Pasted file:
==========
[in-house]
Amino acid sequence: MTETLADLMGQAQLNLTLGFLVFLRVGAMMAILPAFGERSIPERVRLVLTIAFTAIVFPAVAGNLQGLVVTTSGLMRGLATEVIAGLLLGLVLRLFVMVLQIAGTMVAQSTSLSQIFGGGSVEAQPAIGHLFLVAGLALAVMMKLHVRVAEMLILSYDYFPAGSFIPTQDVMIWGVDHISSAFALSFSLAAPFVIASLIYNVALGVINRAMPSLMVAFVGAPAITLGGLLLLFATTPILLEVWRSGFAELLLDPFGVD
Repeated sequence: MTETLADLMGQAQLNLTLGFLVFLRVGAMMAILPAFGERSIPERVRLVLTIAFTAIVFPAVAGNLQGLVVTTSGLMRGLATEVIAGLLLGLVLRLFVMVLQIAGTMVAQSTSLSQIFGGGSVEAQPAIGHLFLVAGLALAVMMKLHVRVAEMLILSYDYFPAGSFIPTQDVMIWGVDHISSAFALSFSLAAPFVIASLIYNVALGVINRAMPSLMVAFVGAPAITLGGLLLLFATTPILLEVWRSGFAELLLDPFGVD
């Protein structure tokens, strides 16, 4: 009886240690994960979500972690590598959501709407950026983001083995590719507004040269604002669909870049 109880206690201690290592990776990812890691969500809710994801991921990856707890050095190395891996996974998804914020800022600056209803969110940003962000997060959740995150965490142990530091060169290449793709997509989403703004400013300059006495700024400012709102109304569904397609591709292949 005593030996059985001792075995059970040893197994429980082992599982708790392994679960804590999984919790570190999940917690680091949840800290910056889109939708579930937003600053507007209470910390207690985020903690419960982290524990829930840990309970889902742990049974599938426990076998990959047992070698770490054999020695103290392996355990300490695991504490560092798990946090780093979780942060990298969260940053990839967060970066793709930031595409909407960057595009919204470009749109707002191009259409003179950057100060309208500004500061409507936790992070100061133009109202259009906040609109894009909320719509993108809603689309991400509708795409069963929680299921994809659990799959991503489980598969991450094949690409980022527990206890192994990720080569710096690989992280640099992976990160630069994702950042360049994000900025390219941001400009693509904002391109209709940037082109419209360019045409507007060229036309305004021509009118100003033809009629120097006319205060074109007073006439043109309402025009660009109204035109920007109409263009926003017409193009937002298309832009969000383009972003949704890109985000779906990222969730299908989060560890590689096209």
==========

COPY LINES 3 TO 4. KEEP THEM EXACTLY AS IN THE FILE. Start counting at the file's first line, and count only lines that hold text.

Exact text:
Repeated sequence: MTETLADLMGQAQLNLTLGFLVFLRVGAMMAILPAFGERSIPERVRLVLTIAFTAIVFPAVAGNLQGLVVTTSGLMRGLATEVIAGLLLGLVLRLFVMVLQIAGTMVAQSTSLSQIFGGGSVEAQPAIGHLFLVAGLALAVMMKLHVRVAEMLILSYDYFPAGSFIPTQDVMIWGVDHISSAFALSFSLAAPFVIASLIYNVALGVINRAMPSLMVAFVGAPAITLGGLLLLFATTPILLEVWRSGFAELLLDPFGVD
């Protein structure tokens, strides 16, 4: 009886240690994960979500972690590598959501709407950026983001083995590719507004040269604002669909870049 109880206690201690290592990776990812890691969500809710994801991921990856707890050095190395891996996974998804914020800022600056209803969110940003962000997060959740995150965490142990530091060169290449793709997509989403703004400013300059006495700024400012709102109304569904397609591709292949 005593030996059985001792075995059970040893197994429980082992599982708790392994679960804590999984919790570190999940917690680091949840800290910056889109939708579930937003600053507007209470910390207690985020903690419960982290524990829930840990309970889902742990049974599938426990076998990959047992070698770490054999020695103290392996355990300490695991504490560092798990946090780093979780942060990298969260940053990839967060970066793709930031595409909407960057595009919204470009749109707002191009259409003179950057100060309208500004500061409507936790992070100061133009109202259009906040609109894009909320719509993108809603689309991400509708795409069963929680299921994809659990799959991503489980598969991450094949690409980022527990206890192994990720080569710096690989992280640099992976990160630069994702950042360049994000900025390219941001400009693509904002391109209709940037082109419209360019045409507007060229036309305004021509009118100003033809009629120097006319205060074109007073006439043109309402025009660009109204035109920007109409263009926003017409193009937002298309832009969000383009972003949704890109985000779906990222969730299908989060560890590689096209």